Funding Sources

About Funding Sources

Funding sources include the broad range of cash sources that have been, or could potentially be, utilized by statewide afterschool networks to finance their work. This includes sources accessed to meet matching requirements, as well as any additional means of cash income to carry out planned activities. Funding for networks can, and should, come from a variety of sources.

Common sources include:

  • State agencies such as departments of education, health and human services
  • Governor’s offices
  • Dedicated funding through the state legislature
  • Local and national foundations
  • United Ways
  • Corporations
  • School-age care coalitions
  • Earned income, such as conference revenue and fundraising

Key Information

  • Nearly all statewide afterschool networks receive funding from government sources. Approximately 15 receive funding from their state’s Department of Education and seven receive funding from their state’s department of health, human services, child and family services or equivalent.
  • About one-third of networks receive funding from one or more corporate or foundation sources (including United Ways).
  • Approximately nine states fund the work of their afterschool network in part through earned income. Sources of earned income include:
    • Conference registration fees
    • Fundraising
    • Membership fees for network partners or afterschool and expanded learning programs
  • Approximately six networks are funded entirely by three or fewer funding sources. At least four networks receive funding from 10 or more sources.
  • Nearly one-third of networks receive some level of funding from their fiscal agent/sponsor.

Strategies to Support Funding Sources

  • Evaluate your current funding mix: What percentage of funding comes from public sources, private sources, earned income or other sources under the network’s control?
  • Assess the flexibility of each funding source individually: For each source, ask is this source restricted to specific program elements or functions?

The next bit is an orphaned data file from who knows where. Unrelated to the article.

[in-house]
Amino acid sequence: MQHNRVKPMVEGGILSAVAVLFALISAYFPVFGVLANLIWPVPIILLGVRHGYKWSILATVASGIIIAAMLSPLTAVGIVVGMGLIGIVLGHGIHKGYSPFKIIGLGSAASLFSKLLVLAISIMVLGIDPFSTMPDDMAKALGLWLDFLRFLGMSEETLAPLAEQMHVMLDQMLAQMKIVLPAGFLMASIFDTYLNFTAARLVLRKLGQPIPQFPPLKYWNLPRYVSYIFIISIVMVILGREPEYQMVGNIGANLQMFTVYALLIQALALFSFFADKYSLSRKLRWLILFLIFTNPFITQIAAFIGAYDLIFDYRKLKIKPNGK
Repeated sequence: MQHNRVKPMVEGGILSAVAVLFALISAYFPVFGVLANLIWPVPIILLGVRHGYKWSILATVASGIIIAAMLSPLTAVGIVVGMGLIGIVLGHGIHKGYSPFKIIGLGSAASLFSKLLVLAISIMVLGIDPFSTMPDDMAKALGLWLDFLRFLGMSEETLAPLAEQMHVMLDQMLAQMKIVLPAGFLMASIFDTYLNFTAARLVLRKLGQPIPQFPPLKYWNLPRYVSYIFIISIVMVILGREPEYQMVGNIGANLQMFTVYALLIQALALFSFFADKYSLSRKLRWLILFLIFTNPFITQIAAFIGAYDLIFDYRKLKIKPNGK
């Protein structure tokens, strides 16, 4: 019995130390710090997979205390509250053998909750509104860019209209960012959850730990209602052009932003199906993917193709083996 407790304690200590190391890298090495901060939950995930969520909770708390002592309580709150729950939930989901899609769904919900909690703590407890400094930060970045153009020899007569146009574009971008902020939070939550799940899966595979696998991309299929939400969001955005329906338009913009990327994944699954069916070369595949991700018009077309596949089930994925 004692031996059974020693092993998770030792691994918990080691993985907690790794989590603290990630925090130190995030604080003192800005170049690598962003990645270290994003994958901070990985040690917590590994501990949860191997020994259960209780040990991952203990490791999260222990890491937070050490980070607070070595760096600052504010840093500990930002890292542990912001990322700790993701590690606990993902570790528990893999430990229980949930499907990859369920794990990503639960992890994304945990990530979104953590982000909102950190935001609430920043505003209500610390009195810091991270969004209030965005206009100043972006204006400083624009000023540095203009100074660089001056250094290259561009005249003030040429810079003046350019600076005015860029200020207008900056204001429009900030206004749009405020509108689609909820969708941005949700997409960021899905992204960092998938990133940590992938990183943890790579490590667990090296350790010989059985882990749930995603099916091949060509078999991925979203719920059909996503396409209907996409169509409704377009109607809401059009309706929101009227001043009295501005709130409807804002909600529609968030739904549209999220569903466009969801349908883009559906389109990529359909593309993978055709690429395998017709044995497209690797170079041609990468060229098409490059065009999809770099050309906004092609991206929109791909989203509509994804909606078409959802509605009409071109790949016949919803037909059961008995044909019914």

• Assess the vulnerability of each funding source individually: For each source, ask over what timeframe is this source expected to be available to me?
  • Identify gaps in types of funding: Use your analysis above to identify gaps in the types of funding that are needed by the network to establish a resilient funding mix. Are new public sources needed? Are new long-term sources needed?
  • Identify new potential funding sources: Research and identify prime candidates of funding sources that fit in to the categories of needed funding.

General Publications

A brochure providing funding information for schools considering participation in federal nutrition programs.
A handbook explaining the basics of afterschool nutrition programs.
A transcript of the Afterschool Alliance's online forum focusing on finding funding for afterschool.

Network Publications

This document is a guide to out-of-school time providers and the funding opportunities wiithin the American Recovery and Reinvestment Act.
The Youth Funders Forum provides public, private, corporate and community funders a means for gathering to discuss the quality of youth programs and practice.
Two estimates of afterschool funding for the state of Rhode Island.

Tools

An action kit providing resources on afterschool funding and practitioner tips on how to engage students.
A chart identifying stakeholders and their access to possible funding sources and related information.